The Last Will and Testament applies when you
have passed. It specifies to whom you want your assets to be
distributed. There is an underlying premise for Wills that many people
do not realize: a Will is only applicable to the extent that the legal title
to the asset would not otherwise specify to whom the asset should be
- When assets are jointly owned, with
right of survivorship, if one person dies the other person owns the
asset by operation of law. This property does not flow through
probate because it is unnecessary: there is no reason to probate
property that automatically goes to someone by operation of law.
- When assets are in a trust, since legal
title is not in the decedent, those assets do not flow through the
- Generally speaking, only assets which
you personally own will pass through probate. (When an asset is
owned by two or more persons, the asset can be owned "jointly with right
of survivorship" or "jointly as tenants in common." In the former,
if a party dies, the other party owns the decedent's interest
automatically. In the latter, if a party dies, the interest is
passed through the estate. Titling assets is important.)
Another common misunderstanding is that
when a married person dies, any interest passes to the spouse. Not
in Pennsylvania. In Pennsylvania, the surviving spouse receives
the first $35,000 plus 1/2 of any excess of the estate, with the other
1/2 descending to children.
Some things to think about:
A Last Will can be completely tailored to
your needs. Following are discussion points:
Specific Gifts. Identify to whom you will
give any specific gifts; identify the person and the gift. E.g., I want to
give my Rolex watch to Jane Doe. If the gift is destroyed, does the person
get the value? E.g., if the watch is destroyed in event of the death, e.g.,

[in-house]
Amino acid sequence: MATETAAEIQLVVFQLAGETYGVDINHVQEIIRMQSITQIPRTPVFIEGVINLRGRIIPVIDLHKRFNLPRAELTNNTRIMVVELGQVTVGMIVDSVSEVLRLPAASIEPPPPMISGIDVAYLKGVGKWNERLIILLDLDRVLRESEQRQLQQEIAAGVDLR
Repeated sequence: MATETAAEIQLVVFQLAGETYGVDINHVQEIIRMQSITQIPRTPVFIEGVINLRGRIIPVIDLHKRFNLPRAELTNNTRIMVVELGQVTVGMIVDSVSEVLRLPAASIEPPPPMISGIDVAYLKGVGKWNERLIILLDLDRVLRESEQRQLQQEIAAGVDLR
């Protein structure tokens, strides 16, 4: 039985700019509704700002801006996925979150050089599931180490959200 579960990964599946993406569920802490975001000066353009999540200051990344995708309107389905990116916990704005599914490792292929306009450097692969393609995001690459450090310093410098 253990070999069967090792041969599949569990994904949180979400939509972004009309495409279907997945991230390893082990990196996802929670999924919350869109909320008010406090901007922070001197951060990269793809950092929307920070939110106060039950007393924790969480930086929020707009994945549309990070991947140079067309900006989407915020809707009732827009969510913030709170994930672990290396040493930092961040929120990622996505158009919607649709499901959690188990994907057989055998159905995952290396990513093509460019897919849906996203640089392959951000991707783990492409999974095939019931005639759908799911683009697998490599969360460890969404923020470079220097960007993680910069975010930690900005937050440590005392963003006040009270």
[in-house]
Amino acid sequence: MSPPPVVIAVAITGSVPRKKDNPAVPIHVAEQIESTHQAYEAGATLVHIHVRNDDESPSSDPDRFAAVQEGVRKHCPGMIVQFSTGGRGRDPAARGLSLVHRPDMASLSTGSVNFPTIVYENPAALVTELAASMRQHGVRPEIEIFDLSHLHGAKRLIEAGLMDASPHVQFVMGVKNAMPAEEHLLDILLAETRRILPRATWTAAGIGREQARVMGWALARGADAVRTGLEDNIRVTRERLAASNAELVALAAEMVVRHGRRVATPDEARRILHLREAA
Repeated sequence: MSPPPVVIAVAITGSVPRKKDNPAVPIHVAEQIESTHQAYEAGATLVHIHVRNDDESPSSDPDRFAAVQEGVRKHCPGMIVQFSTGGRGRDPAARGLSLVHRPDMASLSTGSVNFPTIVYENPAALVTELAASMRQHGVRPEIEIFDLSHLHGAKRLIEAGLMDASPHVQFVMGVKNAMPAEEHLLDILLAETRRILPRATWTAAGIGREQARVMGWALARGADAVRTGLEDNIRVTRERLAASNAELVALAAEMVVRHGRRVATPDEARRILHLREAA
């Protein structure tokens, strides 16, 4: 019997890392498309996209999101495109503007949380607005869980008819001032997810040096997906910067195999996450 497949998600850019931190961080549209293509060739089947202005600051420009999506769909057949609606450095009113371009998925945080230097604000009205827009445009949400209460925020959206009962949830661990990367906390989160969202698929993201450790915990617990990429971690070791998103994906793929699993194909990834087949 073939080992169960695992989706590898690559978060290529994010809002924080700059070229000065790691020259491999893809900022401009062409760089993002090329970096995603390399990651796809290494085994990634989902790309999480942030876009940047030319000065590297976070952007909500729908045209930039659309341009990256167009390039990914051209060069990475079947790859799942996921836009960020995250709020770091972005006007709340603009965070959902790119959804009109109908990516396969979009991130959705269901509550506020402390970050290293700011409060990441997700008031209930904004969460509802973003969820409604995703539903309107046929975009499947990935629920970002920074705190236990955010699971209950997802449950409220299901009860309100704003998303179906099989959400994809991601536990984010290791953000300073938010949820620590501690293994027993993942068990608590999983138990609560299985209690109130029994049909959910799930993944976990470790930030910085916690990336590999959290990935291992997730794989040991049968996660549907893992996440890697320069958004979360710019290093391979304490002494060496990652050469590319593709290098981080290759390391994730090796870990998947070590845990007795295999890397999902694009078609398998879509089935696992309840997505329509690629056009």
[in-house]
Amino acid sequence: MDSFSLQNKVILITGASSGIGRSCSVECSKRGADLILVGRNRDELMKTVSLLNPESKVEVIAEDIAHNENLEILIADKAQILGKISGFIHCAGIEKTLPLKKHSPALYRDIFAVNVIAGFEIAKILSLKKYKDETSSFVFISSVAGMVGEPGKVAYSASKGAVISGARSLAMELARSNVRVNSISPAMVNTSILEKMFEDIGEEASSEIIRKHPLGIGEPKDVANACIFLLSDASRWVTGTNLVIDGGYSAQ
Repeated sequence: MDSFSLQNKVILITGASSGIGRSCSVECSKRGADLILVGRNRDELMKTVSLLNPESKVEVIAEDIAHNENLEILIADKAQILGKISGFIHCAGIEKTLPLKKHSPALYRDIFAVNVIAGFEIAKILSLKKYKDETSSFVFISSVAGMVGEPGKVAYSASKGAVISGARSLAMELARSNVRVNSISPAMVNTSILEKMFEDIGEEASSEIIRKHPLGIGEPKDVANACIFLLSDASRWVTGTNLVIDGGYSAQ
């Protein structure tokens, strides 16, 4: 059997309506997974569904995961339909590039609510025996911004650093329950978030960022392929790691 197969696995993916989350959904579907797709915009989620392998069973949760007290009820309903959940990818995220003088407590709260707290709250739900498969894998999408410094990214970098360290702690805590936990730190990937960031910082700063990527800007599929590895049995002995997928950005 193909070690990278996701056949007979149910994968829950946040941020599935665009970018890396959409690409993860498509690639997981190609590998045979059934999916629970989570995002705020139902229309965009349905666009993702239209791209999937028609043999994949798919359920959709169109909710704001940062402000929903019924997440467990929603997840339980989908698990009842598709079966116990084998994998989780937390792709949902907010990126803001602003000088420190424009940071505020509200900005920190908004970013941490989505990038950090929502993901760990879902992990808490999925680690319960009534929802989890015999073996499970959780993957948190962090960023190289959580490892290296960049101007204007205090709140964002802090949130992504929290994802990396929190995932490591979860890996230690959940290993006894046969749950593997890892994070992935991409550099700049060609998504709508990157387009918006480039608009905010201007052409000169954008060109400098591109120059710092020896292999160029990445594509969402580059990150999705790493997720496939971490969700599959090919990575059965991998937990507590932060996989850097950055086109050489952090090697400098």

the accident, do you want to give the value of the watch?
After giving the specific gifts:
Personal Effects. Identify to whom, if
anyone, will receive your personal effects. "Personal effects" are personal
items, such as rings, watches, hair brushes, clothing. Often a person gives
personal effects to the spouse, if the spouse survives, otherwise to any
living children. This is called a "per capita" gift, because it is,
literally, a "head count" of living persons.
Residue. Whatever remains after specific
gifts and gifts of personal effects is called "residue." Reside is often
given to the spouse, if the spouse survives, otherwise, to children on a
"per stirpes" basis. "Per stirpes" means that, if a child is predeceased,
then any children of that deceased child takes the parent's share.
For example, after specific gifts and gifts
of personal effects, there is residue of $400,000 in the form of stocks and
bonds. The decedent, John Doe, had four children, but one of the children,
Jane, died before John Doe. Jane has two living children (John's
grandchildren.) If the gift is on a per capita basis, the residue is split
in three equal shares of $133,333.33 among John's living children; Jane's